Classification of Electric Motors
The former CEMEP voluntary EU agreement (CEMEP is the European Committee of Manufactures of Electrical Machine sand Power Electronics) has been replaced by the EuP Directive, which must be implemented in the national legislation in all member states of the European Union. It classifies the following three levels of energy efficiency: IE1—standard efficiency; IE2—high efficiency; IE3—premium efficiency.
IE stands for International Efficiency. The new IE coding replaces the former EFF1 and EFF2 classifications. The relationship between the different efficiency classifications is shown in Figure 1.
The new EuP Directive applies to:
- 2 to 6—pole electric motors
- with a nominal UN voltage of up to 1,000 V
- a nominal PN power between 0.75 kW and 375 kW
- classified on the basis of continuous operation (S1)
During the electric motor life-cycle, the operating costs are determined mainly by the energy costs. These are 95% to 99% of the total cost of the electric motor during its life-cycle. Besides the better energy efficiency the IE2 and IE3 electric motors provide also other benefits:
- The higher efficiency results in less heat needed to be dissipated so a smaller fans are used.
- The smaller fans result in less ventilation losses and a reduction of noise level.
- The other benefit is the lower motor temperature as it is a direct result of the improved electric motor design, making IE2 and IE3 electric motors suitable for applications with ambient temperatures exceeding 40°C.
The new Directive ensures that only improved design motors are placed on the market, which means that the IE1 motors (formerly EFF2) became the lowest efficiency limit, the old EFF3 efficiency class completely eliminated and the new more efficient “premium efficiency” IE3 motors will supersede the current standard of “high efficiency” IE2 motors (formerly EFF1). The efficiency of IE3 electric motors is higher than that of lower class electric motors such as IE2 (EFF1) and IE1 (EFF2) electric motors. Please note that the greater the power output of an electric motor the higher the efficiency and the smaller the differences in efficiency between the individual classes (IE1, IE2, IE3). See Figure 2.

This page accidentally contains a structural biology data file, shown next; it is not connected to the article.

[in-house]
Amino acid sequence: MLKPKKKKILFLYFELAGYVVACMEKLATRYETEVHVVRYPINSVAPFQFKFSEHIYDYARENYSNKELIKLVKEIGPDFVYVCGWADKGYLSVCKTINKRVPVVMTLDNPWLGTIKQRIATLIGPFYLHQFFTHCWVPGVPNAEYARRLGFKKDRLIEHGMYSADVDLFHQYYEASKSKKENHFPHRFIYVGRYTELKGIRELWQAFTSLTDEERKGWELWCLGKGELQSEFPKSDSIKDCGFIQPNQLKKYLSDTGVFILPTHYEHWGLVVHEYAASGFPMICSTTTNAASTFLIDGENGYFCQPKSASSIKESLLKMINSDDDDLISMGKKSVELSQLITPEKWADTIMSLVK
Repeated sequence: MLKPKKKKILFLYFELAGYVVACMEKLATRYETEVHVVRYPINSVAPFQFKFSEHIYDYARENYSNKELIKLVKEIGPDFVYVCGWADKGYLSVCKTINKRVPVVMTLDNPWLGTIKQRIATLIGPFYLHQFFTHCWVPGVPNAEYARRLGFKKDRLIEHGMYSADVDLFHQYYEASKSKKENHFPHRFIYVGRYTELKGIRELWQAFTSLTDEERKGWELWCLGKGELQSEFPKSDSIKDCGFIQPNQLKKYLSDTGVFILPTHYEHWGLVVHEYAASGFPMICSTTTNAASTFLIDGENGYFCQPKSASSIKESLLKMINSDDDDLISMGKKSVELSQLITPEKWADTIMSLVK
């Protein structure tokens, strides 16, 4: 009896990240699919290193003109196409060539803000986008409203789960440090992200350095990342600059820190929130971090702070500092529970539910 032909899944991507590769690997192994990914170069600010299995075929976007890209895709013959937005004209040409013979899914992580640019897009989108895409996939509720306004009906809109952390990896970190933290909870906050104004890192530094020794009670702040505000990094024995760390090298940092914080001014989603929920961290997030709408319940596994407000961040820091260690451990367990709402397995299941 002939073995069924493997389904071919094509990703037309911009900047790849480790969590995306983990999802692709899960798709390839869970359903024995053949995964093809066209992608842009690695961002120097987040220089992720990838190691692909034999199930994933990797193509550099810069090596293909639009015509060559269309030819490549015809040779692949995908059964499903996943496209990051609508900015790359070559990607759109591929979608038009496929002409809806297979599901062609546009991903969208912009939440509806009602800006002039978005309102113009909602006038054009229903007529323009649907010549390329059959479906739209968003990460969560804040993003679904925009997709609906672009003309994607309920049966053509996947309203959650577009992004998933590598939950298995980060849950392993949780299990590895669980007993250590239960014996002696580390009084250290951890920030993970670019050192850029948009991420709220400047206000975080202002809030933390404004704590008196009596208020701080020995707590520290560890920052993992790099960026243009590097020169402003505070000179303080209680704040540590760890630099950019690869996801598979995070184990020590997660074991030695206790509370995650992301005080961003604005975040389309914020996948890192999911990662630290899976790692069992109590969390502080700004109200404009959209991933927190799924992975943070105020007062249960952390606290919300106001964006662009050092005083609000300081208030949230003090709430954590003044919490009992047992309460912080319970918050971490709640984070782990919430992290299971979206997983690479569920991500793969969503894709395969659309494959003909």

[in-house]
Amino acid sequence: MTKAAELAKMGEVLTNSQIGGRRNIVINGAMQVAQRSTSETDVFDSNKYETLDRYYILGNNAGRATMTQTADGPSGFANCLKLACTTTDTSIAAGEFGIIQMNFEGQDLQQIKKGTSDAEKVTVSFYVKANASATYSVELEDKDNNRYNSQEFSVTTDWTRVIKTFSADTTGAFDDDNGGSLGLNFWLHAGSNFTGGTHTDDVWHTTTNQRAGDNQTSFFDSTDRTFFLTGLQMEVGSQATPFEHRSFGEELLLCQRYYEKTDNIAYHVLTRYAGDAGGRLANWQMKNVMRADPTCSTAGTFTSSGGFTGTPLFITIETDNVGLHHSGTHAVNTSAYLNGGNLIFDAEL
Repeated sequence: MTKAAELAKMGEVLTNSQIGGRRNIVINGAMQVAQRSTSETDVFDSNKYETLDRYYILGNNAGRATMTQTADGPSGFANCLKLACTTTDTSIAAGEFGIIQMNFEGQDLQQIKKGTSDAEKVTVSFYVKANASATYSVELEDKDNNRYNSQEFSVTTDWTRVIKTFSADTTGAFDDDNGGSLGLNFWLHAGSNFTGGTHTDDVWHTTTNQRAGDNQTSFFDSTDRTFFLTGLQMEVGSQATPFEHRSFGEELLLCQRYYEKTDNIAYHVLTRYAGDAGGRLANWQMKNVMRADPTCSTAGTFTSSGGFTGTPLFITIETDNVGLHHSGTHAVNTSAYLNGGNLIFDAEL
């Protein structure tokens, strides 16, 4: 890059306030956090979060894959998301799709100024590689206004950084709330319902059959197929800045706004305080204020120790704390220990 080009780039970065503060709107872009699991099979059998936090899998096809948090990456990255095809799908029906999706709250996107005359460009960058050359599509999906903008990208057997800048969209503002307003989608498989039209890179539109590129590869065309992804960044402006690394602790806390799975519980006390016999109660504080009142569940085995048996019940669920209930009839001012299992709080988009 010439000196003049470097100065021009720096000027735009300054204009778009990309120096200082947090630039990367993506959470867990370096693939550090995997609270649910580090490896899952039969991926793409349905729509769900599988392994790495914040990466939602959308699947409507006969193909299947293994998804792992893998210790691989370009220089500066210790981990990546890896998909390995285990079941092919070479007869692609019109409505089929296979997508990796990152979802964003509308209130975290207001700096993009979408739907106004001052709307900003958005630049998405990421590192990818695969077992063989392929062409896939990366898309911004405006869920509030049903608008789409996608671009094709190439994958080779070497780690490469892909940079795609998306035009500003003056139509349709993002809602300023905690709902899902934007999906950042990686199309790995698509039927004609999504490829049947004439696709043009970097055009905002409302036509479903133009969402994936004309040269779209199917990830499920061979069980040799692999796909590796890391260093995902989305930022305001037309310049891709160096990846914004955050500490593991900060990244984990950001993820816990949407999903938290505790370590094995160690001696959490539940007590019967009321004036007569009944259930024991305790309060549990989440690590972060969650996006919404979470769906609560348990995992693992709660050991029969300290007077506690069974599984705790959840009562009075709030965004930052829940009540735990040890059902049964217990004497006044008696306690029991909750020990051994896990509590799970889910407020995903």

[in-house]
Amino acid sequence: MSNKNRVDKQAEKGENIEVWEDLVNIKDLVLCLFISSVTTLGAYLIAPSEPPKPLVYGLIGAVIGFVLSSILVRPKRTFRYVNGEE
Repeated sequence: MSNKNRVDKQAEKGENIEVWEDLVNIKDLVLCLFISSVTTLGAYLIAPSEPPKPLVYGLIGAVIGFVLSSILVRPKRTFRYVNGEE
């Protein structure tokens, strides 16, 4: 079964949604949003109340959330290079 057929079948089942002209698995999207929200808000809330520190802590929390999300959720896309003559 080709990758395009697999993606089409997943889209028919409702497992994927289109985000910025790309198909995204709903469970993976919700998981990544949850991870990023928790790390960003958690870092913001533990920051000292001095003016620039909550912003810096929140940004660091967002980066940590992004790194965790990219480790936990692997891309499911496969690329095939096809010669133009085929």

As from 1st June 2011 Rotor is longer able to supply 5RN electric motors that do not meet the criteria set out in the new EuP standard. The new 6RN electric motors will replace the old range. The new 6RN electric motors contain more copper and other materials in order to reduce energy losses and improve electric motor efficiency. The 6RN electric motors meet the new IE2 standard. The 6RN electric motors are being marketed at higher prices to reflect the additional material used. Because of the higher efficiency of the 6RN electric motors, the capital cost payback period is shorter.
16th June 2011: All new manufactured electric motors must be of the IE2 efficiency standard or higher
1st January 2015: Electric motors with the nominal power output of 7.5kW to 375 kW must be of the IE3 efficiency standard (IE2 motors can be used for a frequency inverter duty)
1st January 2017: Electric motors with the nominal power output of 0.75kW to 375 kW must be of the IE3 efficiency standard (IE2 motors can be used for a frequency inverter duty)